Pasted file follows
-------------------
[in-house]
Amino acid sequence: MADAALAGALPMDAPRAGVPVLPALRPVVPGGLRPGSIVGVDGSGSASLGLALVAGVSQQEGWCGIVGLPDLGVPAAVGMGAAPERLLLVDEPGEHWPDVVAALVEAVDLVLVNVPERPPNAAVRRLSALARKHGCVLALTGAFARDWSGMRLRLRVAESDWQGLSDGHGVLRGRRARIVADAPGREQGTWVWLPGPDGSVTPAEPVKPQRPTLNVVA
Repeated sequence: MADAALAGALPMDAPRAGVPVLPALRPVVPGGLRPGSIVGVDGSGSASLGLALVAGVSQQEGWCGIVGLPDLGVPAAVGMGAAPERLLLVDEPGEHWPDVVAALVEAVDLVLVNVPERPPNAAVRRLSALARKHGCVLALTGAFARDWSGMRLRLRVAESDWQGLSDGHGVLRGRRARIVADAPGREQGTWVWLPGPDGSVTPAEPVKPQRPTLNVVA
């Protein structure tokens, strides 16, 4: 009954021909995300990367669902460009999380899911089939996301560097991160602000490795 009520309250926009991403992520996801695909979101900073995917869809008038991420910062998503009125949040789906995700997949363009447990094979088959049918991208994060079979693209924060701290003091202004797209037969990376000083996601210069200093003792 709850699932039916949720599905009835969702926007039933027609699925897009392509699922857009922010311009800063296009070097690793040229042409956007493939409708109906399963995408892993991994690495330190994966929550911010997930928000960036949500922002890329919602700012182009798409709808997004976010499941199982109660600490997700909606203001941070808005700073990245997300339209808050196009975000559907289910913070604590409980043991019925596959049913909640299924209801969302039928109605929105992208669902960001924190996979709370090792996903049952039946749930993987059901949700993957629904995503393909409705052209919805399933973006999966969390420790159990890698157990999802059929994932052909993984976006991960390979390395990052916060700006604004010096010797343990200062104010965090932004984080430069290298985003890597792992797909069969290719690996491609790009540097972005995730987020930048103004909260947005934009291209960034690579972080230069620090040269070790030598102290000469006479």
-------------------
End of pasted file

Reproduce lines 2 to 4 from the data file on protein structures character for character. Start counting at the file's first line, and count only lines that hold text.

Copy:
Amino acid sequence: MADAALAGALPMDAPRAGVPVLPALRPVVPGGLRPGSIVGVDGSGSASLGLALVAGVSQQEGWCGIVGLPDLGVPAAVGMGAAPERLLLVDEPGEHWPDVVAALVEAVDLVLVNVPERPPNAAVRRLSALARKHGCVLALTGAFARDWSGMRLRLRVAESDWQGLSDGHGVLRGRRARIVADAPGREQGTWVWLPGPDGSVTPAEPVKPQRPTLNVVA
Repeated sequence: MADAALAGALPMDAPRAGVPVLPALRPVVPGGLRPGSIVGVDGSGSASLGLALVAGVSQQEGWCGIVGLPDLGVPAAVGMGAAPERLLLVDEPGEHWPDVVAALVEAVDLVLVNVPERPPNAAVRRLSALARKHGCVLALTGAFARDWSGMRLRLRVAESDWQGLSDGHGVLRGRRARIVADAPGREQGTWVWLPGPDGSVTPAEPVKPQRPTLNVVA
């Protein structure tokens, strides 16, 4: 009954021909995300990367669902460009999380899911089939996301560097991160602000490795 009520309250926009991403992520996801695909979101900073995917869809008038991420910062998503009125949040789906995700997949363009447990094979088959049918991208994060079979693209924060701290003091202004797209037969990376000083996601210069200093003792 709850699932039916949720599905009835969702926007039933027609699925897009392509699922857009922010311009800063296009070097690793040229042409956007493939409708109906399963995408892993991994690495330190994966929550911010997930928000960036949500922002890329919602700012182009798409709808997004976010499941199982109660600490997700909606203001941070808005700073990245997300339209808050196009975000559907289910913070604590409980043991019925596959049913909640299924209801969302039928109605929105992208669902960001924190996979709370090792996903049952039946749930993987059901949700993957629904995503393909409705052209919805399933973006999966969390420790159990890698157990999802059929994932052909993984976006991960390979390395990052916060700006604004010096010797343990200062104010965090932004984080430069290298985003890597792992797909069969290719690996491609790009540097972005995730987020930048103004909260947005934009291209960034690579972080230069620090040269070790030598102290000469006479």